why( warning: left-hand operand of comma expression has no effect)

Alex Leone acleone at gmail.com
Tue Nov 20 18:41:59 CET 2012

I tend to use && with the string literal:

assert ("libev: watcher has invalid priority" && ABSPRI (w) >= 0 && ABSPRI
(w) < NUMPRI);

On Tue, Nov 20, 2012 at 2:34 AM, Marc Lehmann <schmorp at schmorp.de> wrote:

> On Tue, Nov 20, 2012 at 02:54:50AM +0000, Sam Bobroff <
> sbobroff at shoretel.com> wrote:
> > Sorry if you felt that I'd disrespected your code, that wasn't my
> A hack is something that happens to work, but is not well done.
> > > This use of assert is part of the C language that is well supported
> and in
> > > very common use for a long time now, and does what it is suppsoed to do
> > > very well and reliably. It's the only way to reliably achieve the
> effect
> > > libev needs.
> > Well... it's not an obvious, straight forward usage
> Very little in C is obvious and straight forward. It shouldn't be
> surprising that certain, even standard, idioms are not straightforward.
> > it seems to me that if the "normal usage" of assert was to print a
> > string message along with the test, assert() would take two arguments or
> > even a format string.
> Judging things by what they seem, but aren't, doesn't lead anywhere. By
> your
> logic, if "normal usage" of file systems would include directories, then C
> would surely have a mkdir function. But it doesn't have one.
> And btw., normal usage of assert is *always* to print a string message if
> the test fails. It's defined to do just that. If this isn't normal suage,
> what is?
> > > Putting error messages into a comment would completely defeat the
> purpose
> > > of having runtime error messages in the first place, namely telling
> whats
> > > wrong at *runtime*, when the comment is long gone.
> > I don't agree with you here: I think assert is for reporting "bugs in
> > the code"
> So you think assert is not for reporting runtime errors? Well, thats the
> only
> thing assert can do, because it evaluates the test at runtime only.
> It cannot report bugs in the code in any other way than by runtime error
> messages.
> > it always prints out the file and line number at which it occurred: this
> > information is mostly only useful to a programmer who has access to the
> > source code.
> A lot of asserts in libev, if they trigger, are mainly useful for me,
> and I don't generally have access to the sourcecode. It is much more
> informative to have human readable messages, and usually leads to much
> better feedback and understanding.
> Other asserts in libev indicate bugs in the caller code, and for these,
> human readable error messages are a must, at least by my standards.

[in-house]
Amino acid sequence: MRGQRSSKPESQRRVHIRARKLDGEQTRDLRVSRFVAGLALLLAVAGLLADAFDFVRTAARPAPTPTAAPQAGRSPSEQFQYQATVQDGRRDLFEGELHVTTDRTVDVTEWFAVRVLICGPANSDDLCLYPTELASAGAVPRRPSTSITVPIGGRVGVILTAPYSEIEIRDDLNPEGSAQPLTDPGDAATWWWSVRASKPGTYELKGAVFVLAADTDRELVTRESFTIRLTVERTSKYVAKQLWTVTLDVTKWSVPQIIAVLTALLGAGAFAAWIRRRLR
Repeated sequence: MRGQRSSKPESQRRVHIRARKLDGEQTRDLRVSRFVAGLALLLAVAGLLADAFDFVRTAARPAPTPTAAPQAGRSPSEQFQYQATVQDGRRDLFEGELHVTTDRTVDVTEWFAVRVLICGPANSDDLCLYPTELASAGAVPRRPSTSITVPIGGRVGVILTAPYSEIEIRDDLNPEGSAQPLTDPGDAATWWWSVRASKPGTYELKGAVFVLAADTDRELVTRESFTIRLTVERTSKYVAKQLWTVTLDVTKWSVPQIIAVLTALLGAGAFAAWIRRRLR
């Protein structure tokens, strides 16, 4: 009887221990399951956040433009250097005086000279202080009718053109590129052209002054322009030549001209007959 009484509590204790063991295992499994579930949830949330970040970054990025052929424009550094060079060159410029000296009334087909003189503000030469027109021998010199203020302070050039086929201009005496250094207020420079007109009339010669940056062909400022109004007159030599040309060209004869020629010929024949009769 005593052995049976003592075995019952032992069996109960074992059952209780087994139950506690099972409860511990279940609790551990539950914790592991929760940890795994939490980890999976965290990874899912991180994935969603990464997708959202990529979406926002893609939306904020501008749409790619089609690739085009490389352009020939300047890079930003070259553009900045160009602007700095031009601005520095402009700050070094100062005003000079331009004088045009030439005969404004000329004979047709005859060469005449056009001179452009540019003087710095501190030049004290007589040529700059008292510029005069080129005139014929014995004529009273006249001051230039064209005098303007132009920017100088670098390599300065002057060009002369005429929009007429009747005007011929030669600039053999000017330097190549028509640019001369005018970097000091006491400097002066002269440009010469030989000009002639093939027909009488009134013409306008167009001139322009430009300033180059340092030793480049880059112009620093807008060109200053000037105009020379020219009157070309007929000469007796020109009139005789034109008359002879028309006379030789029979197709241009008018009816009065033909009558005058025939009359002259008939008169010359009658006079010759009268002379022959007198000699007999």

> Your idea seems to be that all sourcecode is written by a single
> person. This is hardly the case in the real world. Human-readable error
> messages are a vast improvement over forcing people to read source code
> they might not even have access to (e.g. when libev wasn't compiled by
> them).
> > If they have access to the source and follow the assert message to where
> > it occurred, they would immediately see a code comment.  That was what I
> > was suggesting.
> And if not, the error message is useless. Great improvement indeed.
> > What I do disagree with, a little, is that assert() is the right way to
> > generate run-time error messages.
> Since that is the only thing it can do (creating run-time error messages),
> that means you think assert is not the right way to do anything, i.e. it
> is a useless function.
> This is clearly a minority opinion that needs strong evidence.
> > Assert is specific, in that it crashes your code with a core dump and
> > prints out the file and line number:
> C doesn't know anything about core dumps, and assert does not generally
> cause a core dump.
> > better, user friendly, message then I think you should do so via
> > fprintf() or similar, and follow up with an exit() or abort() only if
> > appropriate.
> fprintf has an obvious disadvantage: it cause quote noticable code bloat
> for a relatively rarely used feature and it pulls in the whole of stdio,
> which is an enourmous cost on amyn smaller systems.
> The only disadvantage of assert is that you don't like it without being
> able
> to explain why.
> assert wins trivially.
> --
>                 The choice of a       Deliantra, the free code+content
>       -----==-     _GNU_              http://www.deliantra.net
>       ----==-- _       generation
>       ---==---(_)__  __ ____  __      Marc Lehmann
>       --==---/ / _ \/ // /\ \/ /      schmorp at schmorp.de
>       -=====/_/_//_/\_,_/ /_/\_\
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